'No plans to reduce GB threat level' for Northern Ireland-related terrorism
There are no plans to reduce the threat level from Northern Ireland-related terrorism in Great Britain despite the conviction of Royal Marine Ciaran Maxwell, according to security sources.
A significant haul of weapons - stashed by Maxwell in purpose-built caches in England and Northern Ireland - were recovered, but the security services believe dissident republican terrorists still have the arms and capability to launch a deadly attack in Britain.
The threat level from dissident republicans was raised from moderate to substantial in May last year, meaning an attack in England, Scotland or Wales is "a strong possibility".
Following the discovery of Maxwell's arms hides last year, police in Northern Ireland said a "major blow" had been dealt to the capabilities of dissident republicans.
However fresh intelligence suggests there are still a number of individuals and small groups who have the arms, knowledge and capabilities to strike.
A security source said: "The security threat remains the same. There are currently no immediate plans to reduce the threat level."
Maxwell's intended targets remain uncertain.
Police sources have described him as a "lone wolf".
He pleaded guilty last week to preparing for a terrorist attack by stashing explosives in purpose-built caches.
The 31-year-old, from Northern Ireland but living in Exminster, was arrested over the discovery of firearms, high explosives, chemicals and a range of improvised explosive devices.
He had compiled a library of terrorism documents, including instructions on how to make explosives, and tactics used by terrorist organisations.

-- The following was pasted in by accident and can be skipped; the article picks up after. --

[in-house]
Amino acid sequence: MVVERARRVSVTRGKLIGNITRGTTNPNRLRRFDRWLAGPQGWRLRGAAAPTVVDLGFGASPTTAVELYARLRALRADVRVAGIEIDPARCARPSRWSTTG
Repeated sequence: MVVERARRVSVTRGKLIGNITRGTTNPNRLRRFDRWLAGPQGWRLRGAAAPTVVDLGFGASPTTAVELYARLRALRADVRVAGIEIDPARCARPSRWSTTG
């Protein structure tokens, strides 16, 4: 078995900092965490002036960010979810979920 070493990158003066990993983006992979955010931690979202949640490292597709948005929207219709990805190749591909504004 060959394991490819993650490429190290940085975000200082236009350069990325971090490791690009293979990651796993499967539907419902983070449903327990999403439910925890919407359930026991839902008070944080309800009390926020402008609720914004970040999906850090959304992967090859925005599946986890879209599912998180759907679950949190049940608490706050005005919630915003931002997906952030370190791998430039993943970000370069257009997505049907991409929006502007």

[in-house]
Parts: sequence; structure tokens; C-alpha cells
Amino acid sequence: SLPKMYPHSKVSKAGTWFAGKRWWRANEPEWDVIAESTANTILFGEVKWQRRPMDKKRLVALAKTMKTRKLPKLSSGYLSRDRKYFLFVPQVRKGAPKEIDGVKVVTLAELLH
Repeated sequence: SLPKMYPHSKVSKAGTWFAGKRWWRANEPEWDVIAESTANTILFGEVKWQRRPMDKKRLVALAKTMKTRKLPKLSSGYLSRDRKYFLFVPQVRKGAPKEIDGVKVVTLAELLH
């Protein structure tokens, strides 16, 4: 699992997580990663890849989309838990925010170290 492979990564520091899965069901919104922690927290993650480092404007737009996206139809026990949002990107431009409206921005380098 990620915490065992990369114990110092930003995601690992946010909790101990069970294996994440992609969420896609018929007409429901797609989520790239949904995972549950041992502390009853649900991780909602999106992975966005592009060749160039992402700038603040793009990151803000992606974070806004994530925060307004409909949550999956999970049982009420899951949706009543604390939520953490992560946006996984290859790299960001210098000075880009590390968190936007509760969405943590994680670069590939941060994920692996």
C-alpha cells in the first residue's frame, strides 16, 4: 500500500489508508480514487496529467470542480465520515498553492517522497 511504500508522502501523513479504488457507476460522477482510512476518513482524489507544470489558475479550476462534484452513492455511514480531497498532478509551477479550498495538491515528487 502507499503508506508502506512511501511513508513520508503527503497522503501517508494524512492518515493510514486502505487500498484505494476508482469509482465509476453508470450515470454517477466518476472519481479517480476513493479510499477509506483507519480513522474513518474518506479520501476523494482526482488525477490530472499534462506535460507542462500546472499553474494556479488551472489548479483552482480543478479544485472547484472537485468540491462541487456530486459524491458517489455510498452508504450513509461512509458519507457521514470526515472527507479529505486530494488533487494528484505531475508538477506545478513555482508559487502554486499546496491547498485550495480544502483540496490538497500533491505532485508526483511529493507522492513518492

He also had maps, plans and lists of potential targets for a terrorist attack and images of an adapted Police Service of Northern Ireland (PSNI) pass card and a PSNI uniform.
He had also bought chemicals and components and used them to manufacture explosives and devices.
He is awaiting sentencing.
In December, Northern Ireland Secretary of State James Brokenshire said police in Northern Ireland and MI5 were "unstinting in their work to counter the threat of violence and numerous dissident republican attacks have been prevented".
He added: "Although dissident republicans are overwhelmingly focused on carrying out attacks in Northern Ireland, there remains a need to be alert, aware and vigilant."
The level for dissident republican terrorism in Northern Ireland remains severe, meaning an attack is "highly likely".
Last year in the region there were four national security attacks, after 16 in 2015 and 40 in 2010.
The substantial threat level in Great Britain is lower than the threat to the entire UK from international terrorism.
This is set at severe, the second-highest of the five ratings.